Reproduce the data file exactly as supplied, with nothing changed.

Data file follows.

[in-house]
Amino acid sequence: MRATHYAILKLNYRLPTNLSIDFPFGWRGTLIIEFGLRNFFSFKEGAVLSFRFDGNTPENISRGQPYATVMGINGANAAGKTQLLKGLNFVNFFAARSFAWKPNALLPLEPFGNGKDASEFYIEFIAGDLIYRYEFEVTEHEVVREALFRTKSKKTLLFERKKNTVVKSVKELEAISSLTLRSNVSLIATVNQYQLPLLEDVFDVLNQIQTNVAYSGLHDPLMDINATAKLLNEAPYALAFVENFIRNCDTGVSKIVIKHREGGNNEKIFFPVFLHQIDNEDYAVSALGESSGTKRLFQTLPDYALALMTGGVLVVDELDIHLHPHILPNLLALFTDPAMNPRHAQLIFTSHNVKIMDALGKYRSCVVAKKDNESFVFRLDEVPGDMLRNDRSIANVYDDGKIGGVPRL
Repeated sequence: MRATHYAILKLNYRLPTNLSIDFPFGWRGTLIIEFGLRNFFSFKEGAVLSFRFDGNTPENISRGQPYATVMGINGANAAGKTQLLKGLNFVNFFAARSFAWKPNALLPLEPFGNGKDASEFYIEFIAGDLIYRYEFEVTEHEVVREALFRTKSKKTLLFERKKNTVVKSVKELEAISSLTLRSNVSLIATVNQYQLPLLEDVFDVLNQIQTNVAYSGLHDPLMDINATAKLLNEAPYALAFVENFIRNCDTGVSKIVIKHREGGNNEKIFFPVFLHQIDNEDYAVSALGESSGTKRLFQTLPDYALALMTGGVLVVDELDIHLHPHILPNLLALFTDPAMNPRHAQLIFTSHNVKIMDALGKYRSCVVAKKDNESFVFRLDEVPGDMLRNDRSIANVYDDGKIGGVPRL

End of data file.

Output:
[in-house]
Amino acid sequence: MRATHYAILKLNYRLPTNLSIDFPFGWRGTLIIEFGLRNFFSFKEGAVLSFRFDGNTPENISRGQPYATVMGINGANAAGKTQLLKGLNFVNFFAARSFAWKPNALLPLEPFGNGKDASEFYIEFIAGDLIYRYEFEVTEHEVVREALFRTKSKKTLLFERKKNTVVKSVKELEAISSLTLRSNVSLIATVNQYQLPLLEDVFDVLNQIQTNVAYSGLHDPLMDINATAKLLNEAPYALAFVENFIRNCDTGVSKIVIKHREGGNNEKIFFPVFLHQIDNEDYAVSALGESSGTKRLFQTLPDYALALMTGGVLVVDELDIHLHPHILPNLLALFTDPAMNPRHAQLIFTSHNVKIMDALGKYRSCVVAKKDNESFVFRLDEVPGDMLRNDRSIANVYDDGKIGGVPRL
Repeated sequence: MRATHYAILKLNYRLPTNLSIDFPFGWRGTLIIEFGLRNFFSFKEGAVLSFRFDGNTPENISRGQPYATVMGINGANAAGKTQLLKGLNFVNFFAARSFAWKPNALLPLEPFGNGKDASEFYIEFIAGDLIYRYEFEVTEHEVVREALFRTKSKKTLLFERKKNTVVKSVKELEAISSLTLRSNVSLIATVNQYQLPLLEDVFDVLNQIQTNVAYSGLHDPLMDINATAKLLNEAPYALAFVENFIRNCDTGVSKIVIKHREGGNNEKIFFPVFLHQIDNEDYAVSALGESSGTKRLFQTLPDYALALMTGGVLVVDELDIHLHPHILPNLLALFTDPAMNPRHAQLIFTSHNVKIMDALGKYRSCVVAKKDNESFVFRLDEVPGDMLRNDRSIANVYDDGKIGGVPRL